Jehovah and the Tetragrammaton

I've not retained as much knowledge of the Hebrew language as I would have liked, and I'm sure I don't represent Dr. Ronald Giese's teaching by forgetting so much.  (Sorry Dr. Giese!) However, I do distinctly remember something from one of his lectures that I think will stay with me forever.  The following discussion is a summary of that lecture.

There are four verses in the King James translation of the Bible where the name JEHOVAH appears (Exodus 6:3; Psalm 83:18; Isaiah 12:2; and Isaiah 26:4).  The 1901 American Standard Version (ASV) contains 5,761 references of this name and the uses of it in a few other older English translations look much the same.  Who is JEHOVAH and why does this name not appear in most other translations? 

To get to the answer, we need to take a brief stroll through some textual history as well as the history of the personal name of God.

The Hebrew language is one controlled and shaped by the spoken word, unlike English that's driven by the written word.  This generally means that how a word is spoken is how it is written.  In the days of the writing of the original Old Testament manuscripts (originally written in Hebrew) everything was handwritten and both the ink to write with as well as the materials to write upon were scarce.  So the Hebrew words didn't contain as many vowels as one might think.  This wasn't too much of a problem because those who could read and speak the language new how to pronounce the words. But as time passed, the language began to be lost.

As the Hebrew language was disappearing some 7th, 8th, and 9th Century AD Jewish scribes called the Masoretes decided to help preserve the pronunciation of the written text.  They held such a reverence to God's Word however, that they did not want to do anything that could be construed as adding to the text.   Therefore, they came up with a system of dots and dashes above and below the letters that would serve like a road map for pronunciation.  In a way, these markings serve like vowels.  The Mesoretic Text or the Mesorah as it is often called is still used and appreciated to this day.

When the Masorites came across the tetragrammaton they had a decision to make.  The tetragrammaton is the four letter indication for the name so holly that the Jews do not even say it.  It's the name less the vowels.  When the Jews came across it in the text, they would mentally change it and simply say "The Name."  In English this name is YHWH.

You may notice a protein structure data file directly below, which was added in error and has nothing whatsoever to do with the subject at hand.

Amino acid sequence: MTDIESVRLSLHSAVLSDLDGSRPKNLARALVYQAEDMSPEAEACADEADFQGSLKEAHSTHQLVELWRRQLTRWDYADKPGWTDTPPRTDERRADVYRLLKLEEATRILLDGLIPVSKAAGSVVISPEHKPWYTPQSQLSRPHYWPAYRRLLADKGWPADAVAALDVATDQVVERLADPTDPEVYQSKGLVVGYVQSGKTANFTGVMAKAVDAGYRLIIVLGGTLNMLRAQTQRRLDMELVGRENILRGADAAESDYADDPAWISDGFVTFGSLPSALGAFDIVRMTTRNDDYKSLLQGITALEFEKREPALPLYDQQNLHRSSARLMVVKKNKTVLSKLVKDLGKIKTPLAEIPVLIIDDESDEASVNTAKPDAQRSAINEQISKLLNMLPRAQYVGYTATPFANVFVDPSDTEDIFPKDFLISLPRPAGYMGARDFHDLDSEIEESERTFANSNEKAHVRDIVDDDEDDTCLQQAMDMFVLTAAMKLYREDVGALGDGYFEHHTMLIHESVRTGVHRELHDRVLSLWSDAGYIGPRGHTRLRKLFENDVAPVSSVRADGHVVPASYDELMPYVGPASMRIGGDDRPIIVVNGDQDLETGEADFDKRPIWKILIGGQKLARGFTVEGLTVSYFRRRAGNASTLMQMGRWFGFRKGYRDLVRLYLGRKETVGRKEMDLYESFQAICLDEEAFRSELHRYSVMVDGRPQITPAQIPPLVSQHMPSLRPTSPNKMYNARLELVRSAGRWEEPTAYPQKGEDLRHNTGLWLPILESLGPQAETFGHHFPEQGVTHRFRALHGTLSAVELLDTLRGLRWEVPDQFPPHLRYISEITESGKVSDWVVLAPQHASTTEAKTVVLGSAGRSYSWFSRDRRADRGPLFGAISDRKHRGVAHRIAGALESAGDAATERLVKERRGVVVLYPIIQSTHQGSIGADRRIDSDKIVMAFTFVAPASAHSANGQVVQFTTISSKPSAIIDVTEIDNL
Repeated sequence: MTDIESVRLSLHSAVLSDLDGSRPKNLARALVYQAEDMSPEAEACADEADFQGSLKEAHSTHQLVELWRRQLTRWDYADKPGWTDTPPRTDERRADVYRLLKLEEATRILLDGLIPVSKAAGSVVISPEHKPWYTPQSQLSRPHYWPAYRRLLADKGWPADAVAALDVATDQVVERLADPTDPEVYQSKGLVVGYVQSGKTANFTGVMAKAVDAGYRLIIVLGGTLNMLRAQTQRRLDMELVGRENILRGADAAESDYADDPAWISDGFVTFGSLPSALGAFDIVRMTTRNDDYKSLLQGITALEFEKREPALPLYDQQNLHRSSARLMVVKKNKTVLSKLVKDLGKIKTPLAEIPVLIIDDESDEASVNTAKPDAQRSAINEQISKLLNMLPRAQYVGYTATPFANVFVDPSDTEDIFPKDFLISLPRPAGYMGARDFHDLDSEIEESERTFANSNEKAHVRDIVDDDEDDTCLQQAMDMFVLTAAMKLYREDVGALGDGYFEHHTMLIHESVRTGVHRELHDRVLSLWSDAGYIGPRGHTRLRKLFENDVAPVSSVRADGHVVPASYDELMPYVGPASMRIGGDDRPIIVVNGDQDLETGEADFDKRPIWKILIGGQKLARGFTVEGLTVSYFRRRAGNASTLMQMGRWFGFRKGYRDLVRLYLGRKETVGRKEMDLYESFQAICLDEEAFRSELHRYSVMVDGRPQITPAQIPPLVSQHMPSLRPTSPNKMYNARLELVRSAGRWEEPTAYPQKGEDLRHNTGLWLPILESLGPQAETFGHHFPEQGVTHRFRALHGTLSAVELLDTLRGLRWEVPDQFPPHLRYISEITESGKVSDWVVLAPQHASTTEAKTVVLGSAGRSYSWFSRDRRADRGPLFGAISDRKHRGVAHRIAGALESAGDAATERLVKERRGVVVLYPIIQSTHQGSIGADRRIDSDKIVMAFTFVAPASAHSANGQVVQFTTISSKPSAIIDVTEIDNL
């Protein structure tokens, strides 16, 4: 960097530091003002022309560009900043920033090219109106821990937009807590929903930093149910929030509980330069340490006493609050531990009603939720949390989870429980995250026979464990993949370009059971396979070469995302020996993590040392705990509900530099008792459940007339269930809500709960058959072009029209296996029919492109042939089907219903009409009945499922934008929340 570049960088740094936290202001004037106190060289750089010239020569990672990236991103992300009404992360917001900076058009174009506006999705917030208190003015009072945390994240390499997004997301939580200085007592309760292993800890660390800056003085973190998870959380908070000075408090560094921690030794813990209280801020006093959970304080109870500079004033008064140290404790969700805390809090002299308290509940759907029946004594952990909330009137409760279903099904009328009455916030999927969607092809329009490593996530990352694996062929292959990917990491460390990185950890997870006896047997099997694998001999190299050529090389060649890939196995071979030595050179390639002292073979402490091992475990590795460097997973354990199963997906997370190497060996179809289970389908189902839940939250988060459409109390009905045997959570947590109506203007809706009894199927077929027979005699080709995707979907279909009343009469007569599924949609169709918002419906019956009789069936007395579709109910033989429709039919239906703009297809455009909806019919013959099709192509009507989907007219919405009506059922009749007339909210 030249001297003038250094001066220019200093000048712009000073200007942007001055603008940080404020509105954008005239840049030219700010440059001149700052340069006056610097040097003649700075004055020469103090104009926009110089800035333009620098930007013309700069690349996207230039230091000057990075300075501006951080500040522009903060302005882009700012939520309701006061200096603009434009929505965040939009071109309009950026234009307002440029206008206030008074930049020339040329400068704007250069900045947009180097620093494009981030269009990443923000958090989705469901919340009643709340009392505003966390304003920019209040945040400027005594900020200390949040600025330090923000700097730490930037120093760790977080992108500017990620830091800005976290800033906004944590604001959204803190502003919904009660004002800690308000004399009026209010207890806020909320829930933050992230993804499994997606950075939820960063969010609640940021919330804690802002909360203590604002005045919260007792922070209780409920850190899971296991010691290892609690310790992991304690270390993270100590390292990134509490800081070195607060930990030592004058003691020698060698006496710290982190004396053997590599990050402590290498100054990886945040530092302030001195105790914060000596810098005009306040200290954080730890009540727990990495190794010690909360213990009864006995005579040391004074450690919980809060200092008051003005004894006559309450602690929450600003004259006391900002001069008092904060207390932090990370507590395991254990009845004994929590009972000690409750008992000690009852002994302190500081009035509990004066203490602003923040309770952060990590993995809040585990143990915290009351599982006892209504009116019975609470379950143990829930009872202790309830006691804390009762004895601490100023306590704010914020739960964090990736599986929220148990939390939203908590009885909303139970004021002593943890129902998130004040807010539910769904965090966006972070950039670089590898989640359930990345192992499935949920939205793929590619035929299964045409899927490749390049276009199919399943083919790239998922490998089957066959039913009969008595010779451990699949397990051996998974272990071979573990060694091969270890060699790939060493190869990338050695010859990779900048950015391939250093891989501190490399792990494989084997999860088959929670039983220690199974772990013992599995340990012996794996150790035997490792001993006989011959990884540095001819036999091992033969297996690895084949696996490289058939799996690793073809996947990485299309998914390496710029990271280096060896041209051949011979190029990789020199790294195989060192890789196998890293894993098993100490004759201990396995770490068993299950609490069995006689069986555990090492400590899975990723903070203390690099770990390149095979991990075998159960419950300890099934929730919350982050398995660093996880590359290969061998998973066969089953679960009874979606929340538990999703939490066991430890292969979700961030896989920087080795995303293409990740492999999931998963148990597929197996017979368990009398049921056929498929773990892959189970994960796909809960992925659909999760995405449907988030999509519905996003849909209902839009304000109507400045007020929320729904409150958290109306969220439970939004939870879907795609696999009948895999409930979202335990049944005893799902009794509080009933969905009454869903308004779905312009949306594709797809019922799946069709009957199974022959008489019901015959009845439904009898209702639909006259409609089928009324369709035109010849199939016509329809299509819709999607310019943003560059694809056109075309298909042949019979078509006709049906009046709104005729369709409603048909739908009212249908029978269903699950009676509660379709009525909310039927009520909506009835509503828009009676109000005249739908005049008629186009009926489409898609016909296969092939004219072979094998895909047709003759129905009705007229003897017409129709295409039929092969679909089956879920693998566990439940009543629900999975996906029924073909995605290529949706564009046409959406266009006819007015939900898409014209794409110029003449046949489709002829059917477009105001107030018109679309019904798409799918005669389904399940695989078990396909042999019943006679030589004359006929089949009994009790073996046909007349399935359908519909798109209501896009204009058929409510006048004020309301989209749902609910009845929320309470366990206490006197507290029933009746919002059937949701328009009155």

Here is the tetragrammaton in Hebrew:

 The Masorites were concerned that readers may accidentally (or intentionally) read and say this holy personal name of God, even with the vowels missing that they decided to monkey it up even more so it would be unspeakable.   So they enlisted the help of the Hebrew word adonai, the proper noun for Lord.  Here's how it looks:

Pay special attention to the Mesoretic markings for the word adonai.  I'll highlight them:

 They then took the marking for adonai and placed them where they really don't fit--in the tetragrammaton.  Have a look (I had a bit of a font problem so they don't line up perfectly.  Actually, they are monkeyed up and have been ever since updating to a new Mac OS.):

The problem here is that the sound that makes the "a" sound under the letter yod (at the far right) was still pronounceable and too close to the start of the sound Yahweh.  (Remember, the Hebrew reads right to left.)  So they made another change.  They changed the compound sheva into a regular sheva so the sound shifted from an "a" sound to more of a gruntish "e" sound.  Here's how that change looked (yep, the pointing is still messed up, so you Hebrew guys are probably going nuts right now):

Now the word was really goofed up so the reader would see it and be unable to pronounce it--resulting in the holy name being protected. 

But now lets say Germans and Englishmen are trying to translate this monkeyed up tetragrammaton into English.  Even today there is a funny Y-J translation issue and the same was true when early translations like the King James were in the works.  In their best efforts, they came up with the word, "Jehovah."  It's not actually a real word.  Now rather than the name being preserved and unspoken, it had become something warped and freely spoken.  Other translations followed the pattern for a while.  The truth however, is that Jehovah is by no means the personal name of God.  To the best of our knowledge we can say (in the Hebrew) that YHWH is God's personal name and we think it is pronounced as likeYahweh.

Today many Bible translations still make an effort to preserve the tetragrammaton.  Many translations will translate it as LORD in all capital letters.  Other Hebrew words, such as adonai might be translated as Lord but it's best to refer to the introduction in your Bible to find out how the translators render these various words.

It's a little different, but here's how the tetragrammaton looks today in most Hebrew Bible printings (if it includes the Mesoretic markings at all):